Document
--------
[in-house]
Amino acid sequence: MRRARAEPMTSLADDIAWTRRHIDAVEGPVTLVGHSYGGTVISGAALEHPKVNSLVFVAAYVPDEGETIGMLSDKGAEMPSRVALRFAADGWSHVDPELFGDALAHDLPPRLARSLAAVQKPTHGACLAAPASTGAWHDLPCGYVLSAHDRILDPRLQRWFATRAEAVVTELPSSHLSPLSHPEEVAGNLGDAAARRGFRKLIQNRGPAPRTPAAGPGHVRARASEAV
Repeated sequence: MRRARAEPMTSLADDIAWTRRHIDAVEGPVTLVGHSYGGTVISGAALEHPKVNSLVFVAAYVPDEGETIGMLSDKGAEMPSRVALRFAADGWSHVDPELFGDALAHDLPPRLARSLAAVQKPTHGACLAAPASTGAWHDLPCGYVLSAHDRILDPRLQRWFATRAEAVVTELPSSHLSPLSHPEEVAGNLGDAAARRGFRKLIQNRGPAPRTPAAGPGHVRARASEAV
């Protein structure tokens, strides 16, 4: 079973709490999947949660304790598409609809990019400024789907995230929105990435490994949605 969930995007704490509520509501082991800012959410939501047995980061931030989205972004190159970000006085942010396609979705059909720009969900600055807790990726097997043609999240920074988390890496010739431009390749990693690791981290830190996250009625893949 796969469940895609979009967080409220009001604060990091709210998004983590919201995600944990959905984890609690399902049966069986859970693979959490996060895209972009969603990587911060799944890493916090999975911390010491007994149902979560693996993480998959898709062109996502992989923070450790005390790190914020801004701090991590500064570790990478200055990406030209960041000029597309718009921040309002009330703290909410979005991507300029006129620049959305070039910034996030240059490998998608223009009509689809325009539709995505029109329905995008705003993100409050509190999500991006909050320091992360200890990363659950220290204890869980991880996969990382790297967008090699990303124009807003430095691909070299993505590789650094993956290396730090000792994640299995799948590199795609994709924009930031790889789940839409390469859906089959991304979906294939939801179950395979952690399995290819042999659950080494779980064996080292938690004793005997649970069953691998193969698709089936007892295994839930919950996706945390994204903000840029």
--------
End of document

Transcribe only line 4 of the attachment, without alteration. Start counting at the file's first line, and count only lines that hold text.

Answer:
């Protein structure tokens, strides 16, 4: 079973709490999947949660304790598409609809990019400024789907995230929105990435490994949605 969930995007704490509520509501082991800012959410939501047995980061931030989205972004190159970000006085942010396609979705059909720009969900600055807790990726097997043609999240920074988390890496010739431009390749990693690791981290830190996250009625893949 796969469940895609979009967080409220009001604060990091709210998004983590919201995600944990959905984890609690399902049966069986859970693979959490996060895209972009969603990587911060799944890493916090999975911390010491007994149902979560693996993480998959898709062109996502992989923070450790005390790190914020801004701090991590500064570790990478200055990406030209960041000029597309718009921040309002009330703290909410979005991507300029006129620049959305070039910034996030240059490998998608223009009509689809325009539709995505029109329905995008705003993100409050509190999500991006909050320091992360200890990363659950220290204890869980991880996969990382790297967008090699990303124009807003430095691909070299993505590789650094993956290396730090000792994640299995799948590199795609994709924009930031790889789940839409390469859906089959991304979906294939939801179950395979952690399995290819042999659950080494779980064996080292938690004793005997649970069953691998193969698709089936007892295994839930919950996706945390994204903000840029």